Methaemoglobinaemia has some obvious symptoms. As the concentration of nitrite in the pond increases, the proportion of haemoglobin converted to methaemoglobin also increases and the fish will begin to effectively suffocate. In an attempt to take on more oxygen to counteract this, fish will gasp at the surface to take on more oxygen. Additionally, whereas haemoglobin is bright red in colour, the conversion to methaemoglobin turns the colour to a dull brown, and can most easily be seen at the gills.

As with ammonia poisoning, if you see either of these symptoms you should check your water quality immediately. If a nitrite concentration above 0 ppm is recorded, perform repeated, significant water changes until the concentration falls to 0 ppm. Any level of measurable nitrite can indicate a problem with the biological filter, so you should also increase their numbers in the pond by using a bacterial treatment, such as Pond Mature or Koi Care Filter Bugs. Of course, regularly checking water quality with a test kit (such as our Pond Lab Multi-Test Kit can alert you to a potential problem before your fish begin to show symptoms of their suffering, and is the most important thing must do for your fish.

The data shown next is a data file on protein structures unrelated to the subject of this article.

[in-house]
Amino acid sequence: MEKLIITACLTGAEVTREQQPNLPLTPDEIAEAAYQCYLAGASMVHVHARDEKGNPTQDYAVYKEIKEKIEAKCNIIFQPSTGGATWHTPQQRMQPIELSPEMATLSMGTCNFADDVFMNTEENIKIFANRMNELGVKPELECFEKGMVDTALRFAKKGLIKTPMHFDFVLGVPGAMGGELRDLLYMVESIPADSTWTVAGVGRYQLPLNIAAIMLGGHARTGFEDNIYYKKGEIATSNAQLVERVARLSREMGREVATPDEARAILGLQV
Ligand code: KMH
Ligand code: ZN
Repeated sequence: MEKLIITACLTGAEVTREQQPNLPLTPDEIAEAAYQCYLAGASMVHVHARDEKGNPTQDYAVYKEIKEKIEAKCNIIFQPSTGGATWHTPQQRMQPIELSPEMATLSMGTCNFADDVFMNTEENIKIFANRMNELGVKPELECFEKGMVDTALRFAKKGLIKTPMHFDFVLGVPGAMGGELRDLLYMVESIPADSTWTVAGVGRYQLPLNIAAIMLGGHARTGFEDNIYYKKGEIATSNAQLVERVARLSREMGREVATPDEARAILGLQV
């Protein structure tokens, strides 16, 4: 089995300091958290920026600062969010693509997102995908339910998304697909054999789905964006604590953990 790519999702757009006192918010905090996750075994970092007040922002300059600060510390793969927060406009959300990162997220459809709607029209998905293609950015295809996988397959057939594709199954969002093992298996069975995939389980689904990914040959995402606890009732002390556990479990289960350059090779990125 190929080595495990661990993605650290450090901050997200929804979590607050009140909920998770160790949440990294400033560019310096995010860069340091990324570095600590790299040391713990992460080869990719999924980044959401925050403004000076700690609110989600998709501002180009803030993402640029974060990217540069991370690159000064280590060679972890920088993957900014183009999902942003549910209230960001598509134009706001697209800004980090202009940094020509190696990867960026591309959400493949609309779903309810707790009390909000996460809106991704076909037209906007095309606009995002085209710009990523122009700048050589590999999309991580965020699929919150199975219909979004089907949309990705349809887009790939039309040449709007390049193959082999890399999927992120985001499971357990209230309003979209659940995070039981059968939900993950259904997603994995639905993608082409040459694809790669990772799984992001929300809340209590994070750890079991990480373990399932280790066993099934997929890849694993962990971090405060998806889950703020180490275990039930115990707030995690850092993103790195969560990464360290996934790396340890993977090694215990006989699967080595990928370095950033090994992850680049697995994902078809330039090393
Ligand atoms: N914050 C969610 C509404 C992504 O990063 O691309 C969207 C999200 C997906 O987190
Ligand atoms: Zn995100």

pH - Ideal value of pond = Between 7.0 and 8.0.

pH is the measure of alkalinity or acidity of a liquid, and ranges from 0 (highly acidic) to 14 (extremely alkaline) with 7.0 being neutral. In a general pond community, the pH of the water should be between 7 and 8, but this will depend on your species specifically. Temporary, minor fluctuations outside this preferred range has little harmful effect to fish, but prolonged exposure to a pH that is either too high or too low can lead to significant health problems.